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Newsletter > February 2002

Jurisdictional Showdown: Federal Court Order Prevails Over Bankruptcy Court’s Exercise of Jurisdiction Over Bankrupt Shipowner’s Vessel

It was a jurisdictional confrontation of sorts between the Quebec Superior Court exercising Bankruptcy jurisdiction and the Federal Court of Canada exercising Maritime law jurisdiction on both federal and international levels. In the opening words of the Supreme Court of Canada in Re Antwerp Bulkcarriers, N.V.: “Two courts exercising authority granted by Parliament over their respective subject matters came into collision over the sale of a ship.”

Holt Cargo Systems Inc. (“Holt”) rendered stevedoring services to the Ship M/V “Brussel” and thereby acquired a maritime lien against the Ship itself under the law of the United States which is enforceable in Canada with the same priority as is given to maritime liens created here. Invoices sent to the shipowner for stevedoring services remained unpaid.

The Ship entered Canadian waters at Halifax harbour. Holt commenced an in rem action for the collection of the secured debt and procured the Ship’s arrest by order of the Federal Court of Canada. The Ship’s owner, Antwerp Bulkcarriers N.V., was subsequently adjudged bankrupt by order of a Belgian bankruptcy court. The trustees in bankruptcy sought to realize on the assets of the bankrupt worldwide for distribution to the creditors according to the law of Belgium.

At no time did the shipowner declare bankruptcy in Canada. There were no Canadian bankruptcy proceedings separate and apart from recognition of the Belgian bankruptcy.

Trustees obtained a declaration from the Quebec Superior Court (not at that stage specified to be sitting in bankruptcy) recognizing and declaring executory “in Quebec” the Belgian bankruptcy order of April 5, 1996, and vesting in the appellant Trustees the property of the bankrupt, “subject however, to the rights, if any, of any creditors with claims secured under the laws of Canada, as by law provided”.

In concurrent proceedings in the United States and before the Federal Court of Canada, the Trustees attempted to prevent Holt and other creditors from realizing on their security. A temporary order was granted, with respect to proceedings in the United States, but the U.S. court declined to order U.S. creditors to halt proceedings elsewhere. The Trustees obtained intervenor status at the Federal Court in the in rem proceeding against the Ship. Nevertheless, the Federal Court refused to grant a stay and proceeded to grant default judgment to Holt in its undefended action against the Ship. (This decision in Holt Cargo v. ABC Containerline was affirmed by the Federal Court of Appeal and subsequently by the Supreme Court of Canada at the same time this appeal was decided.)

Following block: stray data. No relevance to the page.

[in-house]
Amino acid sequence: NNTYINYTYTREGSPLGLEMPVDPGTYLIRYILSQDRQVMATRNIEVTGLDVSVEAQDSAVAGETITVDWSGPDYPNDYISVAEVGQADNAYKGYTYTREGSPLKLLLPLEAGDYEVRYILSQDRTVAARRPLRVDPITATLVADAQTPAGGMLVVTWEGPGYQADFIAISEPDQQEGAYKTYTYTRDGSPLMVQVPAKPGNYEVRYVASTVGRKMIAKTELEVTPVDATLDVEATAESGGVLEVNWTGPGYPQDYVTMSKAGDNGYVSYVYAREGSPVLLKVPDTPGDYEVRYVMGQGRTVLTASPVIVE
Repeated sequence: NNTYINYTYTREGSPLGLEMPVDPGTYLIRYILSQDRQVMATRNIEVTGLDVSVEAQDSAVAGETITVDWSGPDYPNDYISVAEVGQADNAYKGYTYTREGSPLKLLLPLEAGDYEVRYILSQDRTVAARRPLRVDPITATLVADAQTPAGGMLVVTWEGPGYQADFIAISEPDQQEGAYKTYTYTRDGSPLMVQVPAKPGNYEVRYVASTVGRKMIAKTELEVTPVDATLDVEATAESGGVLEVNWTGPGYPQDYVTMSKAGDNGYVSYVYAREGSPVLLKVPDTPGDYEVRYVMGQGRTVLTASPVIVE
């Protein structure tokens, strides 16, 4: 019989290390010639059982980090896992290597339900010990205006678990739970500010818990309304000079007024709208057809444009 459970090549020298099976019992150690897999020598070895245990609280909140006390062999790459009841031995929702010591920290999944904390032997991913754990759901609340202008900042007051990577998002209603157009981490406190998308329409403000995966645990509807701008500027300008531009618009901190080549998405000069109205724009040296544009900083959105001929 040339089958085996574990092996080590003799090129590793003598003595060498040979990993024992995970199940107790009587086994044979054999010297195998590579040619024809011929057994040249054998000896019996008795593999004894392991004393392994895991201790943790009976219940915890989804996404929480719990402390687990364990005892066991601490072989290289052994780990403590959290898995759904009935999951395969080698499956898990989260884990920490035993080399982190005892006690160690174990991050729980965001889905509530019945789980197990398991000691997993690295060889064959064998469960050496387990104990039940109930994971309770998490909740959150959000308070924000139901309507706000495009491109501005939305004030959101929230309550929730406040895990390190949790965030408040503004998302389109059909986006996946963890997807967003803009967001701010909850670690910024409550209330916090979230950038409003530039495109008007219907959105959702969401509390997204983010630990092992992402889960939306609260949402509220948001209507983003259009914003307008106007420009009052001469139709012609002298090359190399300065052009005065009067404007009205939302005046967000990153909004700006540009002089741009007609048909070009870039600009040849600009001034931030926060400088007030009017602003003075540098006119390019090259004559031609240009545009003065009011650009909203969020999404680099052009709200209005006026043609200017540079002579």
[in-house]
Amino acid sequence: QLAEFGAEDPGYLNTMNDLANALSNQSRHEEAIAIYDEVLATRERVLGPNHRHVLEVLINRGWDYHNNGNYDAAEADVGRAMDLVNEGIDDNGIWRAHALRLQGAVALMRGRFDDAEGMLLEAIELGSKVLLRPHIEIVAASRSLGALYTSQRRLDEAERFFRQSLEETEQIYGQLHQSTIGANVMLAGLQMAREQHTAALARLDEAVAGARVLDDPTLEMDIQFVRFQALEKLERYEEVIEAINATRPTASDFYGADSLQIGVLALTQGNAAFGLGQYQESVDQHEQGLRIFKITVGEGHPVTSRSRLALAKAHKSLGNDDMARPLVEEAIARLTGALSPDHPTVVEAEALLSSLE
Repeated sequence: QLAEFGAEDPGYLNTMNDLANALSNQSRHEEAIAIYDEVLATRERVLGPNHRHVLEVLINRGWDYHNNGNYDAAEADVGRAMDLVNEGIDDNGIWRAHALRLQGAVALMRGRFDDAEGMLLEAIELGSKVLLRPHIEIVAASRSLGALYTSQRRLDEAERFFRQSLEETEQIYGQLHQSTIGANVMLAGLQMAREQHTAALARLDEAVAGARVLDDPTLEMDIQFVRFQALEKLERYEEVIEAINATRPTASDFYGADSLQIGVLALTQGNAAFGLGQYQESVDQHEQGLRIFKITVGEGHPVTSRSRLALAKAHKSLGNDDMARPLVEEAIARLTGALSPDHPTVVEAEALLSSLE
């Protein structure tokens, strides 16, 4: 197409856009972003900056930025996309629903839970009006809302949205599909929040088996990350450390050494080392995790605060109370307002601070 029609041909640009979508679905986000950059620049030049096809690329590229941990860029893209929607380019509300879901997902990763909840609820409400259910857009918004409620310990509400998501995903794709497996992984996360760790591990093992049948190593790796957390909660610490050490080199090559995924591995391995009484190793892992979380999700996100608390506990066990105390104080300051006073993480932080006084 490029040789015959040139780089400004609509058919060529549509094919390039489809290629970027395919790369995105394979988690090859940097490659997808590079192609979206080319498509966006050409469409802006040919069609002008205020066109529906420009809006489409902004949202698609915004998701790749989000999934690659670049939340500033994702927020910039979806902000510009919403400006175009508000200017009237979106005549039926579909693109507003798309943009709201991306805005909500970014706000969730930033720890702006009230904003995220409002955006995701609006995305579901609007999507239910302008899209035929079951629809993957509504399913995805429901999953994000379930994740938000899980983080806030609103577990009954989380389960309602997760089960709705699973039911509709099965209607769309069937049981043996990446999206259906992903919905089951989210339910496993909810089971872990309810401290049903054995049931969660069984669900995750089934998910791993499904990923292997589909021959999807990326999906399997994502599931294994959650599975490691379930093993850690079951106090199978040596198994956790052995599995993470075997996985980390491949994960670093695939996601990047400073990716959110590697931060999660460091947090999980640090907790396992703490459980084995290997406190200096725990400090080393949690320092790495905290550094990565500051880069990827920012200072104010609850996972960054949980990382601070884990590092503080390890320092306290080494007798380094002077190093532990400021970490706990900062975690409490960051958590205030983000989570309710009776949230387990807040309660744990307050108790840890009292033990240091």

The Trustees then obtained an order from the Belgian bankruptcy court purporting to command the delivery of the Ship to the Trustees for sale and distribution of the proceeds, and praying in aid the help of “all Canadian courts” to give effect to this order. This was followed by an order from the Quebec Superior Court sitting in bankruptcy directing the proceeds of the sale of the ship to be paid to the trustees “for distribution amongst the creditors of the Bankrupt in observance of all their rights and in conformity with Belgian law”.

The bankruptcy court order also requested the aid of the Supreme Court of Nova Scotia with jurisdiction in bankruptcy, and ordered that the judgment be served on the Marshal of the Federal Court of Canada in Halifax where the ship had been arrested under Federal Court order. This bankruptcy court order was in conflict with the rules and procedures and, eventually, the order of the Federal Court.